We know hunters who take deer or goose out of season are poachers. But what about those who take a plant from a park or a reserve without permission?

They too are poachers and plant poaching can be a huge, illegal business.

The Isle Royale Wolf-Moose Project has been tracking the rare ecosystem on Isle Royale for almost 60 years. What makes Isle Royale rare is that the island, located in Lake Superior roughly 50 miles from the Upper Peninsula, has just two main animals inhabiting it. The food chain is simple: The wolves are the predators and the moose are the prey.

(Support trusted journalism like this in Michigan. Give what you can here.)

Recently, the tracking of the wolves and moose on Isle Royale led to an unlikely musical creation. 

Sam Corden

Researchers who work in wetlands in Michigan are taking a new approach to invasive plants. Instead of removing plants like phragmites and switchgrass, they’re harvesting them. They say these plants are a threat to biodiversity, but they can benefit farmers and even power homes.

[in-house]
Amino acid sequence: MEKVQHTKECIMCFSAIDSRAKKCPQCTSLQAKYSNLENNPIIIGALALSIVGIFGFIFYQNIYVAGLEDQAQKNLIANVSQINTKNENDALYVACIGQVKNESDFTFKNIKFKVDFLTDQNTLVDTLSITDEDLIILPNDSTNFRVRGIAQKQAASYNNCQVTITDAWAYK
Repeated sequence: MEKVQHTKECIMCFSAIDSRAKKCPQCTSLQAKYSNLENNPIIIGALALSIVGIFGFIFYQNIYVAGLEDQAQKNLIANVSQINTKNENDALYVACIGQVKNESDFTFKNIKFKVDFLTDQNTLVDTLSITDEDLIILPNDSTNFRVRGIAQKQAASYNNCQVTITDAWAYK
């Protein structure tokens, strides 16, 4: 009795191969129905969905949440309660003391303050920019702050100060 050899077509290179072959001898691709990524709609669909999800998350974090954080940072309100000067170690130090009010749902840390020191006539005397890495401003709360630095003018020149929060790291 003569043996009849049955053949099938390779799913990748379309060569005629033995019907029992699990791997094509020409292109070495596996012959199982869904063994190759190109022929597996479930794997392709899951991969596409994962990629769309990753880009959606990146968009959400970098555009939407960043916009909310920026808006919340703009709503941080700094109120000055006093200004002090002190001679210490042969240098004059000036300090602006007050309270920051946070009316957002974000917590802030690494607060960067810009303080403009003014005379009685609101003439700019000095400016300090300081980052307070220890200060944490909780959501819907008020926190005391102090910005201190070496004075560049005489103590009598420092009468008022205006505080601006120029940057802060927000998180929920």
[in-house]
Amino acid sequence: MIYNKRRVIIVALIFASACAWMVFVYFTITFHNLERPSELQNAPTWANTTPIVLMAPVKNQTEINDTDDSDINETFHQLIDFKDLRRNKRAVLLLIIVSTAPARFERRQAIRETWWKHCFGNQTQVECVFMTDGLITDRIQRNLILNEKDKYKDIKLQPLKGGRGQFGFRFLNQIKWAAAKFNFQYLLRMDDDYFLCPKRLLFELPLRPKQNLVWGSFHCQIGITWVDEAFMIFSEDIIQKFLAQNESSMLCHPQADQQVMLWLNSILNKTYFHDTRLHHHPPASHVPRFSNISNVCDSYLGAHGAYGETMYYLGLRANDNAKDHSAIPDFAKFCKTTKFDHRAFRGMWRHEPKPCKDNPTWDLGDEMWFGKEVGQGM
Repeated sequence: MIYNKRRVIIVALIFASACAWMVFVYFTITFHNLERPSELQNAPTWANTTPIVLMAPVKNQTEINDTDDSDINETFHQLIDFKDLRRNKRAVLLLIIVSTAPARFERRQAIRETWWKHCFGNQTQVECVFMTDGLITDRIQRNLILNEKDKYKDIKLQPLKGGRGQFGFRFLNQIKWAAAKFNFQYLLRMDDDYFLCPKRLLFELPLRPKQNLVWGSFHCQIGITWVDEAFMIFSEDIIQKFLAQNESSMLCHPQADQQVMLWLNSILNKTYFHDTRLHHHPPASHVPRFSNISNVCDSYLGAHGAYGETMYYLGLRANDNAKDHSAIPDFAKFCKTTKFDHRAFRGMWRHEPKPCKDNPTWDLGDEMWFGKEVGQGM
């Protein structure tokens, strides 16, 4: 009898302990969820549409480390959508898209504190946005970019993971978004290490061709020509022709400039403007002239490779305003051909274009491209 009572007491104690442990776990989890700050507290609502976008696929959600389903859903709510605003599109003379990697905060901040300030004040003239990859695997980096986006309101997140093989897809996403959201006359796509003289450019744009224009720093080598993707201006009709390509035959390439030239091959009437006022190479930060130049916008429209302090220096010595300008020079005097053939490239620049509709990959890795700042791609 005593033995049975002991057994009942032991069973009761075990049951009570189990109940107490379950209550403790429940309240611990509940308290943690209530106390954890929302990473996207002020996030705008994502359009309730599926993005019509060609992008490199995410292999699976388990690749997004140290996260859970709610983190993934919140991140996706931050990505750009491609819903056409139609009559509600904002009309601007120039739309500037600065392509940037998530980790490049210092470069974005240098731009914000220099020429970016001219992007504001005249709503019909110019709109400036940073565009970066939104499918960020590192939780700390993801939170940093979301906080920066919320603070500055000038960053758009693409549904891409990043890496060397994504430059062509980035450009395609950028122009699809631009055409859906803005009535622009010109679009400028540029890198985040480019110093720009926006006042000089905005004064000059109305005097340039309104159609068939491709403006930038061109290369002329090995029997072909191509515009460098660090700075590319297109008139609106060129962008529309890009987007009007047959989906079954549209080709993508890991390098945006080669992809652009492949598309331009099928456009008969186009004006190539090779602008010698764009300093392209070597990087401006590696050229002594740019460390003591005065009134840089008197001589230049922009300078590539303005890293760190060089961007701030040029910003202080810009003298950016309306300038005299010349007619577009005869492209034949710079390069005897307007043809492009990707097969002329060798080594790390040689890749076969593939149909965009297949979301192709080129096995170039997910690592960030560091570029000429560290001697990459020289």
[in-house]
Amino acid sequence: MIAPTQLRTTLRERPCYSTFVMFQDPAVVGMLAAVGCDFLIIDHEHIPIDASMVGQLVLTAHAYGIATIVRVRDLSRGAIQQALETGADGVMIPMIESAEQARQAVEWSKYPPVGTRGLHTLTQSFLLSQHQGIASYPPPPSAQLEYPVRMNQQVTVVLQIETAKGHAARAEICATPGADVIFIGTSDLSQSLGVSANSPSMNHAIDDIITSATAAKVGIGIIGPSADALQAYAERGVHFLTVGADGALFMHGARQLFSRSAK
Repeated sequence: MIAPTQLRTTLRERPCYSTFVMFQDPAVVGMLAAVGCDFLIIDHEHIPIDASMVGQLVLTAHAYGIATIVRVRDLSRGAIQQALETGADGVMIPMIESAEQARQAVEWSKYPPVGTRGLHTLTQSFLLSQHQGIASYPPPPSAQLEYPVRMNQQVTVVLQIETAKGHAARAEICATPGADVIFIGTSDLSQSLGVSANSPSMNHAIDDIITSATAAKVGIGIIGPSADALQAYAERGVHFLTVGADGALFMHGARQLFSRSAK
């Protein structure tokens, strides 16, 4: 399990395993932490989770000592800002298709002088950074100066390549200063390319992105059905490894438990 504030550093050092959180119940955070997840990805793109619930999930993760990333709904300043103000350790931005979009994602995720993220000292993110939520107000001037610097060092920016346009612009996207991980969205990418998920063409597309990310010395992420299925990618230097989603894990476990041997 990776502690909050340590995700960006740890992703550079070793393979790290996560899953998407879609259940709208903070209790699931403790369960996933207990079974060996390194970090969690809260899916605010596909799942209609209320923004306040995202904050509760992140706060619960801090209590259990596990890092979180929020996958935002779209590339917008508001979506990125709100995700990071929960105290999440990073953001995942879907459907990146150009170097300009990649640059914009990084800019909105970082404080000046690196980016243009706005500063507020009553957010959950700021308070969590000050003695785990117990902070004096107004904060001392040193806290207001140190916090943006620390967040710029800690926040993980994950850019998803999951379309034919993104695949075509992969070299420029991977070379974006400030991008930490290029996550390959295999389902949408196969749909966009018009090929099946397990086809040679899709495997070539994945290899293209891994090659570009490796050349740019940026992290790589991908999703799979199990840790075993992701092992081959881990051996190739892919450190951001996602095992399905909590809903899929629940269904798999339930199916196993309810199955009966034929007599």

A lot of people spent the Fourth of July weekend grilling out or swimming at the beach. But Cale Nordmeyer spent his time trudging through the muck and grasses in a Michigan wetland.

Nordmeyer works for the Minnesota Zoo and he’s on a mission with a small window of time. He’s part of a small team of researchers working to save endangered Poweshiek skipperlings.

A federal judge in Washington, D.C. has halted programs to reduce the number of cormorants in the Great Lakes region. The federal government and tribes in Michigan kill the birds to protect yellow perch, walleye and other fish. But the judge said the U.S. Fish and Wildlife Service overstepped its bounds when it authorized killing cormorants in more than 20 states.